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Rising from the Ashes, TopaCan Hits the Market

2,600 Walmarts Carrying DifferenceMaker's Product

Topacan in action
TopaCan turns almost any standard soda or beer can into a receptacle for cigarette butts.

04/24/2018
By David Perry

For Justin Lozier ’17, ’twas curiosity that capped the can.
 
“There’s just something about me,” he says. “I always ask a million questions. I mean, I need to know everything.”

Industrious and driven to entrepreneurship, the 25-year-old mechanical engineering grad invented TopaCan, “the most convenient ashtray in the world.”
 
TopaCan turns almost any standard soda or beer can into a receptacle for cigarette butts. Made of hard plastic, it slides into place on top of the can. Smokers can fill the can with butts, and those who chew tobacco (like Lozier) or sunflower seeds can use it as a spittoon. A twist of the ashtray cuts off air to the can.

Lozier came up with the idea back in his student days at UMass Lowell. He was at a party and saw cans lined up on a counter, and he wondered how many of them would be used as ashtrays before being sipped by an unsuspecting partygoer. He decided to pursue his idea.

TopaCan won the $1,000 first-place prize at the Engineering Prototyping Competition in 2015 and the First to Market Award and its $4,500 purse at the 2016 DifferenceMaker Idea Challenge. Lozier was just getting started.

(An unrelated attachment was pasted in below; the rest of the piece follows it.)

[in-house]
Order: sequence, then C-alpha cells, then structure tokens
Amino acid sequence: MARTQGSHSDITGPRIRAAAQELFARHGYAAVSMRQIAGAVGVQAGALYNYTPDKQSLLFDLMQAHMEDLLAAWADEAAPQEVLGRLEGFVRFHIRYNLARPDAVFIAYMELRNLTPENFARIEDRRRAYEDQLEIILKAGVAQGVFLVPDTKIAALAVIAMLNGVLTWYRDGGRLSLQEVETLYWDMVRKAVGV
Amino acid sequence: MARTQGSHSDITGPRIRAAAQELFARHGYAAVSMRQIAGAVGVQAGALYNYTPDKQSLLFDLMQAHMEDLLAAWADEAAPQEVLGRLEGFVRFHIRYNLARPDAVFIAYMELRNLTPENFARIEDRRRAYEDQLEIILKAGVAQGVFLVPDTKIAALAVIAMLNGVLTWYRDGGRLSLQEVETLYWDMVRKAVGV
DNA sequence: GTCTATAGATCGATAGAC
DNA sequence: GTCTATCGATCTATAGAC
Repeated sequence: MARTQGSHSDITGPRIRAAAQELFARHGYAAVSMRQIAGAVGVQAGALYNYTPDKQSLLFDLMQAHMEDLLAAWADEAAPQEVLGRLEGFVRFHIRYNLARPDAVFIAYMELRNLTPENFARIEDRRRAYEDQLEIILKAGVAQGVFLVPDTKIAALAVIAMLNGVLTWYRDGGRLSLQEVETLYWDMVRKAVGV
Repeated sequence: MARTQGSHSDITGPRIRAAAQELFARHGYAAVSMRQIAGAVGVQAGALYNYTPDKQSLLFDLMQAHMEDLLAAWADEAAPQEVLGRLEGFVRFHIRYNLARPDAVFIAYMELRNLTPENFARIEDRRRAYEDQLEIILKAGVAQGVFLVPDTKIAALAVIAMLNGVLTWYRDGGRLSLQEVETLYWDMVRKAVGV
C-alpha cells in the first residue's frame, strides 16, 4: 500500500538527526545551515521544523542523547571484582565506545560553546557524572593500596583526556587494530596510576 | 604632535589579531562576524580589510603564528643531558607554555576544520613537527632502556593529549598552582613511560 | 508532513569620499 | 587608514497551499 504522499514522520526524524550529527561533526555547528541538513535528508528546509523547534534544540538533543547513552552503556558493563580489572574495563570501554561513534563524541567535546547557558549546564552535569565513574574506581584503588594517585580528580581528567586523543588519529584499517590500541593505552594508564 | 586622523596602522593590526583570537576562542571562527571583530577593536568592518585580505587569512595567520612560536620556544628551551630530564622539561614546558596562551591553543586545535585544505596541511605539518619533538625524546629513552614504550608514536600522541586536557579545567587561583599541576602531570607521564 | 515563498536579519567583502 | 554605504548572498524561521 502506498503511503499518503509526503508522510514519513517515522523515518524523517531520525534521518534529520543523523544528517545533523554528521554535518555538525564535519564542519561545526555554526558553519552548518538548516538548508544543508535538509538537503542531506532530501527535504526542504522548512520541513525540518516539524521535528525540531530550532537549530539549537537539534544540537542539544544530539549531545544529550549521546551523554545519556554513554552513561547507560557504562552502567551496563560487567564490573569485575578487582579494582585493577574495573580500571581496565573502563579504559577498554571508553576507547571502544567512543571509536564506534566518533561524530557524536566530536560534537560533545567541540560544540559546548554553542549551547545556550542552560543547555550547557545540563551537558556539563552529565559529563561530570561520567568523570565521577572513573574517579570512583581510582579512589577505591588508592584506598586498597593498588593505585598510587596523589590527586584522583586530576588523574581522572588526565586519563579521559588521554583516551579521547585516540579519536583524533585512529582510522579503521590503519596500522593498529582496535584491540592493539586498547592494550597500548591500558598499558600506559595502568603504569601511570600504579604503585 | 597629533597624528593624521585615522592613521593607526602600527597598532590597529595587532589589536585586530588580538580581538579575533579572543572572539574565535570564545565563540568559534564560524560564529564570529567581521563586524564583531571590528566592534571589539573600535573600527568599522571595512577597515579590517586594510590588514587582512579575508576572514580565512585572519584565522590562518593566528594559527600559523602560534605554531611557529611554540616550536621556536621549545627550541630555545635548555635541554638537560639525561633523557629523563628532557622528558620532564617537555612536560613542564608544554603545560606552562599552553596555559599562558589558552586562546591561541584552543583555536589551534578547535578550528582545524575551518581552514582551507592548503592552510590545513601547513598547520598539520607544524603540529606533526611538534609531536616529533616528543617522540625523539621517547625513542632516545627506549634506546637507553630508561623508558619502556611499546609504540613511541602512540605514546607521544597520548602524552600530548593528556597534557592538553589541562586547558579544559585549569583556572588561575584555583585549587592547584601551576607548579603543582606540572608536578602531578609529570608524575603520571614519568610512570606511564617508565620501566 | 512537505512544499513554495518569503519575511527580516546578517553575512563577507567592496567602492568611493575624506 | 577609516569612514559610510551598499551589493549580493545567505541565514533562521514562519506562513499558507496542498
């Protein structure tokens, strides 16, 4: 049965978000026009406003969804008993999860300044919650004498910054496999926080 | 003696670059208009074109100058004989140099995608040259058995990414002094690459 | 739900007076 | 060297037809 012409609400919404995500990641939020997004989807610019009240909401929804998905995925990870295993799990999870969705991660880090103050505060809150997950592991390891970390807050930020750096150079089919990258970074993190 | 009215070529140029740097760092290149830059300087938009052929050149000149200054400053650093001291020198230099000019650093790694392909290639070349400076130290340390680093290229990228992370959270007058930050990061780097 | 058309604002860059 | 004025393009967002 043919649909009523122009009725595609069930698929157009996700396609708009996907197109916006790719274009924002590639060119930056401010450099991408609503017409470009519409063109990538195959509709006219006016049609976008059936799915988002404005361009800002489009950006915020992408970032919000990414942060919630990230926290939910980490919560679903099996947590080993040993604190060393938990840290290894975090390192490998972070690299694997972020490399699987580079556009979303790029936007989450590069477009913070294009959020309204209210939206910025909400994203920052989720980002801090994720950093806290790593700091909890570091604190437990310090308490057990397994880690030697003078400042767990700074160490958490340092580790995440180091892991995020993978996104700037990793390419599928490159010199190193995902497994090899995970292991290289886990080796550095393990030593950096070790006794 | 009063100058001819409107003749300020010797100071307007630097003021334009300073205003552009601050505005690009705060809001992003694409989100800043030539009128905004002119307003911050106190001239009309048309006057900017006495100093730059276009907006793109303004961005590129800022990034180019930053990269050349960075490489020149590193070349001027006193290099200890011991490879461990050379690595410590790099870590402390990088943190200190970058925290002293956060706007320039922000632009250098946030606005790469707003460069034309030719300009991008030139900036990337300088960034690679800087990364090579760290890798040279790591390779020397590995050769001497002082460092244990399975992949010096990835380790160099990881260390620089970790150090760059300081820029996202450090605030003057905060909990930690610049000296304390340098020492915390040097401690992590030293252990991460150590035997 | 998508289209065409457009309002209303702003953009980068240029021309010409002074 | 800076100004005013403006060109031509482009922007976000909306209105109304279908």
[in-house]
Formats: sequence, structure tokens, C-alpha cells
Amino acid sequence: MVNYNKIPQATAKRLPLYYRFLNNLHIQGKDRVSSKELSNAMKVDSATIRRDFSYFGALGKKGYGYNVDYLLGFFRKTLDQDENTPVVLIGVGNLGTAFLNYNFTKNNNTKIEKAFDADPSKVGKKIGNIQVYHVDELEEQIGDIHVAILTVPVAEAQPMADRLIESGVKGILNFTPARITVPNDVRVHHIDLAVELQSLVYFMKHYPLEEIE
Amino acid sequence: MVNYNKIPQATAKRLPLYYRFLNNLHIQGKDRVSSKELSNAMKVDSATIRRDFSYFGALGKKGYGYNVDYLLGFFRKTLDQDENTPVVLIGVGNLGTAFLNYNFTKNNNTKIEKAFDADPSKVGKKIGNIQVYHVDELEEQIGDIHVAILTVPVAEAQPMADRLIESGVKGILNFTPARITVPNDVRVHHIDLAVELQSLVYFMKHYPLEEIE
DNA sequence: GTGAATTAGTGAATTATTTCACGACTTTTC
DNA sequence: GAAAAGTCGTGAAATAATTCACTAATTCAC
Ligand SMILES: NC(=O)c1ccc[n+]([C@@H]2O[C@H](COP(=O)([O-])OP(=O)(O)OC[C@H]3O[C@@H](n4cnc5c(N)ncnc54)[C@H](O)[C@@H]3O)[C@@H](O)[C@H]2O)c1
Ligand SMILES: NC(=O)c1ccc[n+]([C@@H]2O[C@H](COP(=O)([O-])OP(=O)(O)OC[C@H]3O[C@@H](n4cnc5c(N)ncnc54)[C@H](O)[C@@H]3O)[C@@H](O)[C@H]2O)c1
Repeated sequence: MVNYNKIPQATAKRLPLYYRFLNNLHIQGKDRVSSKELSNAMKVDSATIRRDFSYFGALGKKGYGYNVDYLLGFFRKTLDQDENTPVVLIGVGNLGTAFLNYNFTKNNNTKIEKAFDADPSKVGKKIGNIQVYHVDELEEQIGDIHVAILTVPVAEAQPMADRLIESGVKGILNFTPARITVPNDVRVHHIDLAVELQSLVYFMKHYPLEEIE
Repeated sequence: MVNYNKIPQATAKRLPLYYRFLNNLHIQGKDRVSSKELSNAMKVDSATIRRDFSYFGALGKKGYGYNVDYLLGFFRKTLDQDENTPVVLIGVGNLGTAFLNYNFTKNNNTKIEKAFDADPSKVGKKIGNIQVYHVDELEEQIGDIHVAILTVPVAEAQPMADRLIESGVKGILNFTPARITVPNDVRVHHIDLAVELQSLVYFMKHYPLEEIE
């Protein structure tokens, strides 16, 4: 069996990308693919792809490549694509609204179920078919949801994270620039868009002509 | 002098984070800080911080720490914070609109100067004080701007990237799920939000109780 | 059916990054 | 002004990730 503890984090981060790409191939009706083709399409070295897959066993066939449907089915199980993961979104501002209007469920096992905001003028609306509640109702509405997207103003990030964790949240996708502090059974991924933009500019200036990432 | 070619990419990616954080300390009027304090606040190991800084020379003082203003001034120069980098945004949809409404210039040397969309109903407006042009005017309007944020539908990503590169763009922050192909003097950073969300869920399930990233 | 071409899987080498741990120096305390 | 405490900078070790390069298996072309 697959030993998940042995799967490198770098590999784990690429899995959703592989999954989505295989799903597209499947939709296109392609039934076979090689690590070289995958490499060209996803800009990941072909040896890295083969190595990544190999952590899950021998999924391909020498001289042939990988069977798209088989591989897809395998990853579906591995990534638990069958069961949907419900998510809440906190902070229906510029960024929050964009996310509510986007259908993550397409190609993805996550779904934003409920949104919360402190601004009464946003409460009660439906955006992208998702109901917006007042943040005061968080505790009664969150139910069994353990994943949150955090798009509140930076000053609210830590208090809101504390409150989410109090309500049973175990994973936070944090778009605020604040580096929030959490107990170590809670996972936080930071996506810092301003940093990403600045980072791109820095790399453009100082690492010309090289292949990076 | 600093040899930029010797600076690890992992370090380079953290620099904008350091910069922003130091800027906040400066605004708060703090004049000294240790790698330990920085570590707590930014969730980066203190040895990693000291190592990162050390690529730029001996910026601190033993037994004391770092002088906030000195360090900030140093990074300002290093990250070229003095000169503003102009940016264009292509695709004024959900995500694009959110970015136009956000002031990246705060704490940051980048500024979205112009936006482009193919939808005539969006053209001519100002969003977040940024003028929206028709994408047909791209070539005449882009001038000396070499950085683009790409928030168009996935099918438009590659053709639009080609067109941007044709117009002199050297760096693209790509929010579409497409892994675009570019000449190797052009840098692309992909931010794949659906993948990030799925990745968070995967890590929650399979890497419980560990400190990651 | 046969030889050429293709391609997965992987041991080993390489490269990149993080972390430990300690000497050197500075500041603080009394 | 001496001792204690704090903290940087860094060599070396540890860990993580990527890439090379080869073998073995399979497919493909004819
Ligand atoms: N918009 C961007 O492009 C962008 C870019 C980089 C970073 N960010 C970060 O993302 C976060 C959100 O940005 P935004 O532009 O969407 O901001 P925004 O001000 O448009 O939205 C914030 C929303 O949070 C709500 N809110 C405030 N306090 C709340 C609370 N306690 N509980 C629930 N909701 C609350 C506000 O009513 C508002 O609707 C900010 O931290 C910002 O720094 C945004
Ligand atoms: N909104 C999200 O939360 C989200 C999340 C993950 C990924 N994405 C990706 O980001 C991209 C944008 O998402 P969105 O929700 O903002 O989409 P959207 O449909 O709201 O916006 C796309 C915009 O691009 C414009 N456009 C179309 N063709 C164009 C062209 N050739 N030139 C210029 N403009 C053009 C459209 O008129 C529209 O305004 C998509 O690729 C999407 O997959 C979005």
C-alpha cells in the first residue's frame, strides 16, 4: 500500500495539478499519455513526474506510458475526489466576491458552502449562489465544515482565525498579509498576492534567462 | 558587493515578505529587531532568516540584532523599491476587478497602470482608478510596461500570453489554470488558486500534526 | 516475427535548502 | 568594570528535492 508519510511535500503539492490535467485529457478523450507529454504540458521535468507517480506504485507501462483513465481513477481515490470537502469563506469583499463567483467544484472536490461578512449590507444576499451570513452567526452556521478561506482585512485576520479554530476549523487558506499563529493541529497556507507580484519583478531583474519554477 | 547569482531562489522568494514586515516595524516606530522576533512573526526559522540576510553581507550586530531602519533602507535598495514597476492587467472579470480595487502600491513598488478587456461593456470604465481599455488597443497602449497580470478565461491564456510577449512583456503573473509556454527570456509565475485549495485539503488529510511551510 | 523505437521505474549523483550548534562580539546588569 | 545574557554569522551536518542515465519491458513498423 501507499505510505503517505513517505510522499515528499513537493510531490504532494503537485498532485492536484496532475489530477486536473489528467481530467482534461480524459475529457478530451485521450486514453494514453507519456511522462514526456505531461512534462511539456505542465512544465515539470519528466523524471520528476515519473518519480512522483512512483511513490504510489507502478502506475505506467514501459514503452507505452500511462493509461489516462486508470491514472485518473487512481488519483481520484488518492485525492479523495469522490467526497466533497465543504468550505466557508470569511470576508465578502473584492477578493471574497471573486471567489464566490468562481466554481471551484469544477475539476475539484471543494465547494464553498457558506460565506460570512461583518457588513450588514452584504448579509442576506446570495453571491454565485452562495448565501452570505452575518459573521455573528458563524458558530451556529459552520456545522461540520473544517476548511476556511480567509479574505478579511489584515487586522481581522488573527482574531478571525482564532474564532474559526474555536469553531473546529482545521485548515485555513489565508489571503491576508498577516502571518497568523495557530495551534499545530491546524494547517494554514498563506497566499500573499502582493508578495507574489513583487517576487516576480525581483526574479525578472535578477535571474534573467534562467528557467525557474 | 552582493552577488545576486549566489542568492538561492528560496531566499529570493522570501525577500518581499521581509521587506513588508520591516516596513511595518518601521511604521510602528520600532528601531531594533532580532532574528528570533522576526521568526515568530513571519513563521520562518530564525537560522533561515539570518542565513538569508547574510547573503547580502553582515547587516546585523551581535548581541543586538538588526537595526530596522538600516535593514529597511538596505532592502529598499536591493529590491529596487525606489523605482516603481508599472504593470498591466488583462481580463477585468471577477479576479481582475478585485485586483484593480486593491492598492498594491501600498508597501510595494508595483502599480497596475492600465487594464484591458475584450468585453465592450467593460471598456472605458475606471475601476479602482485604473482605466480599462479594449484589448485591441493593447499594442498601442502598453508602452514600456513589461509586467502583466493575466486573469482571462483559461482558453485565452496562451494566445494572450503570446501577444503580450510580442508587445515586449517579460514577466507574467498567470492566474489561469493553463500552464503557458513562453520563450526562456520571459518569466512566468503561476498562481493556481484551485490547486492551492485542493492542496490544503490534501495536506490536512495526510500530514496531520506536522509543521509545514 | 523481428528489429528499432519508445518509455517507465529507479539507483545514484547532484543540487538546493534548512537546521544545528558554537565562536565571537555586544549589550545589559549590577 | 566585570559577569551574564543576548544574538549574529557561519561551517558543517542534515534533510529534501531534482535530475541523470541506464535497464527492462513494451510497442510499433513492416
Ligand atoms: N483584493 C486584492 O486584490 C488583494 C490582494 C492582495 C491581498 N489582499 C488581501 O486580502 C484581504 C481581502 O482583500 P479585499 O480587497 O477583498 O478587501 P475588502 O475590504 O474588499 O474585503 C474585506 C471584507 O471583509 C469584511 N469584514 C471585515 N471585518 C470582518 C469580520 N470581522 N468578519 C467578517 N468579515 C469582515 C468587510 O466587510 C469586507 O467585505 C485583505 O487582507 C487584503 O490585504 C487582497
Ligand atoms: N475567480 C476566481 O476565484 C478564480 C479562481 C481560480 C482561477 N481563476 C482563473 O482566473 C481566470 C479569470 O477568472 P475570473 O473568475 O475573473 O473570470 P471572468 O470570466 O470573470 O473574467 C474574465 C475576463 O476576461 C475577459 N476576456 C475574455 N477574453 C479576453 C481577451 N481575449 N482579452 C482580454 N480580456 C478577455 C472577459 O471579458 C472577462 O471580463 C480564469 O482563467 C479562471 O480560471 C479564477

He introduced his creation last August at a four-day trade show of new products in Las Vegas. Distributors and product brokers were impressed.
 
“One guy stopped at the booth and I didn’t really have time to talk to him, but he plunked down $4.99 for a TopaCan,” says Lozier. A few days later, Lozier’s phone rang. It was the guy from the trade show, and one of his accounts was Walmart. It was TopaCan’s big break. The first order was for 81,000 units. 

With TopaCan’s recent entry into 2,600 Walmart stores across the country, business has been humming. Things have begun to move so fast that in February, Lozier left his engineering job with an aerospace company to run TopaCan full time from the second floor of an old warehouse in Nashua, N.H. He has eight employees – seven part-timers and a full-time salesman.

It’s the first time Lozier hasn’t worked for someone else, and so far, the entrepreneur mantle fits.

“My dad told me never to leave a job before I have another one,” he says. “I love it.”
 
The can-topping ashtray developed and marketed by Justin Lozier '17 is starting to catch fire.
Justin Lozier stopped by a recent DifferenceMaker preliminary event to speak with prospective entrepreneurs.
The market potential for Lozier’s creation is nothing to scoff at. His 2018 goal is to hook up with “as many distributors as we can” and ring up $1.3 million in sales.
 
Although the number of smokers has declined in recent years, nearly 40 million remain, according to the American Lung Association. And, with the state-by-state legalization and decriminalization of marijuana, potential users of TopaCan are growing, notes Lozier.

Aside from the product’s simplicity and convenience, it also offers something some people seek out: the “Made in USA”  stamp. While the trays are molded in Hudson, N.H., the rest of the packaging and shipping happens just downstairs from Lozier’s office.

In his office, which he built (“Yeah, a five-minute YouTube video, a trip to Home Depot and $300 later, office walls”), Lozier recalled his roots in engineering.